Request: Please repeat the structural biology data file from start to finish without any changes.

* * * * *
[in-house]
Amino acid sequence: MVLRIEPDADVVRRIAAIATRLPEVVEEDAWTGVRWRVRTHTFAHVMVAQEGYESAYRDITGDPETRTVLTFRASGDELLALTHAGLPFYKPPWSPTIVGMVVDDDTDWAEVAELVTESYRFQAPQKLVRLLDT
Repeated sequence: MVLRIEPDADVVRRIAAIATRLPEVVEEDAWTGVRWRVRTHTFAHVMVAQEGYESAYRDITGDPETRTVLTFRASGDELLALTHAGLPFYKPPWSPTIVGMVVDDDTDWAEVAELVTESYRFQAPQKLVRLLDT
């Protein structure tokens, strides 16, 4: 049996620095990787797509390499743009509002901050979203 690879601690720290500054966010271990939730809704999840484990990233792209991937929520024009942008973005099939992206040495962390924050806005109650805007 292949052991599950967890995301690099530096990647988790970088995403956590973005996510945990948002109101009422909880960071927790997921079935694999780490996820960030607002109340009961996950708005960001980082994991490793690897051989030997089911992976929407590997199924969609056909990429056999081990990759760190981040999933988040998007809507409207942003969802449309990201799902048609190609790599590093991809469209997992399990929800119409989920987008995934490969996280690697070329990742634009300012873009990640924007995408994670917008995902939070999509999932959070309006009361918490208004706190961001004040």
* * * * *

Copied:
[in-house]
Amino acid sequence: MVLRIEPDADVVRRIAAIATRLPEVVEEDAWTGVRWRVRTHTFAHVMVAQEGYESAYRDITGDPETRTVLTFRASGDELLALTHAGLPFYKPPWSPTIVGMVVDDDTDWAEVAELVTESYRFQAPQKLVRLLDT
Repeated sequence: MVLRIEPDADVVRRIAAIATRLPEVVEEDAWTGVRWRVRTHTFAHVMVAQEGYESAYRDITGDPETRTVLTFRASGDELLALTHAGLPFYKPPWSPTIVGMVVDDDTDWAEVAELVTESYRFQAPQKLVRLLDT
């Protein structure tokens, strides 16, 4: 049996620095990787797509390499743009509002901050979203 690879601690720290500054966010271990939730809704999840484990990233792209991937929520024009942008973005099939992206040495962390924050806005109650805007 292949052991599950967890995301690099530096990647988790970088995403956590973005996510945990948002109101009422909880960071927790997921079935694999780490996820960030607002109340009961996950708005960001980082994991490793690897051989030997089911992976929407590997199924969609056909990429056999081990990759760190981040999933988040998007809507409207942003969802449309990201799902048609190609790599590093991809469209997992399990929800119409989920987008995934490969996280690697070329990742634009300012873009990640924007995408994670917008995902939070999509999932959070309006009361918490208004706190961001004040």